5. The result is that prices for housing and commercial properties in Hong Kong are the highest in the world. This has a major impact on the cost of living and the quality of life of our citizens, in addition to the costs of doing business. Not only is it increasingly difficult for our citizens to find decent accommodation, and for businesses to find premises at an affordable price, there is also a serious risk of Hong Kong losing the young people who are so important to our future success as they move overseas to find better and less expensive life. In addition to defusing potential social challenges, making land available for commercial use is essential to maintaining Hong Kong’s competitiveness.

6. Accordingly, the Chamber recommends the following steps:

  • When the public engagement exercise on land supply is completed in September this year, the Chamber stands ready to support the Government in the drafting of an implementation plan, with action points and timeframes, to do what is possible to expand the availability of land to support achievement of our shared vision for Hong Kong. The Chamber recommends simultaneously expanding the availability of land, given that all the options will necessarily take time. We support as priorities land reclamation, re-developing “brownfield” sites, developing unused agricultural land and re-zoning industrial sites which are not being used efficiently. Non-renewal of long term leases or developing Hong Kong’s country parks should be an absolute last resort.
     
  • We support a review and updating of the town planning process. Such a review should include updating building codes. To that end, we welcome efforts by the Development Bureau to review, as soon as possible, the standards and definitions adopted by the Planning, Lands and Buildings Departments with a view to consolidating and rationalizing any existing or overlapping development control procedures.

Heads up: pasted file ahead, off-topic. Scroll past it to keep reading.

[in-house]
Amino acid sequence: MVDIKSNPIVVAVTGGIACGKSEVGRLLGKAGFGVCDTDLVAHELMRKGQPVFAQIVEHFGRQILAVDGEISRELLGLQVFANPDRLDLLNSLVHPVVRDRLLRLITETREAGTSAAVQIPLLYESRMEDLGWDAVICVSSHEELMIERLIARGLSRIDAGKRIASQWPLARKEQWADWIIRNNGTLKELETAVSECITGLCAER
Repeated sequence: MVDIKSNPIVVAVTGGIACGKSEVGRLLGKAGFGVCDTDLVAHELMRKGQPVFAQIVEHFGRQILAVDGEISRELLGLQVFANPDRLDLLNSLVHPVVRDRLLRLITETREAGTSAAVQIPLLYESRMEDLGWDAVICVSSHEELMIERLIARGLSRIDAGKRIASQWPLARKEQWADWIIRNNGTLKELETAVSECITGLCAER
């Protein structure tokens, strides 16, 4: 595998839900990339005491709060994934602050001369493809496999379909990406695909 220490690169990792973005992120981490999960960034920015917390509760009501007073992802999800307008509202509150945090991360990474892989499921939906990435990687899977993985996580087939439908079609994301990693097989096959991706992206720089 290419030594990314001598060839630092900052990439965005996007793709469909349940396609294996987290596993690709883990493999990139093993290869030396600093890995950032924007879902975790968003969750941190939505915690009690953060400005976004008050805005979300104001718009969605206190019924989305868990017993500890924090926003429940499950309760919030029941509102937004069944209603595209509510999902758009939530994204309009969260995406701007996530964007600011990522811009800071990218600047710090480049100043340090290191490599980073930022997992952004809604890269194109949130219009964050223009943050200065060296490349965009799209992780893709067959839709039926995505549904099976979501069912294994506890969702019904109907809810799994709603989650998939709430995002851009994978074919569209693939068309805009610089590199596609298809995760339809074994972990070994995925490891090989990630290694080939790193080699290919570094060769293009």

Removing the Labour Bottleneck

7. It is not only land in Hong Kong that is in short supply: manpower is also becoming a scarce commodity. In May-July this year, unemployment stood at 2.8 per cent - the lowest rate in 20 years. While it is impressive that Hong Kong has virtually full employment, there is a downside: the available pool of talent to meet the demand linked to our continued competitiveness is extremely limited. Labour shortages can also challenge plans to provide more housing and other important infrastructure projects that are critical to the well-being of Hong Kong and its people. These problems are likely to become even more acute with Hong Kong’s aging population, according to the projections of the Census and Statistics Department. With this in mind, the Government should give priority to the following measures:

  • Equip our young people with the skills that will be in demand in the future, such as in IT and AI. We support all efforts to prepare our future workforce to adapt to the changing employment landscape brought on by advances in technology. Recruiting, attracting and retaining people with these skills will be crucial for our future economic success. The Chamber believes that the Technology Talent Admission Scheme should be opened up to businesses from outside Cyberport and the Science Park. In addition, the Chamber supports all efforts to place greater emphasis on vocational training, and in engaging the support of business enterprises throughout Hong Kong.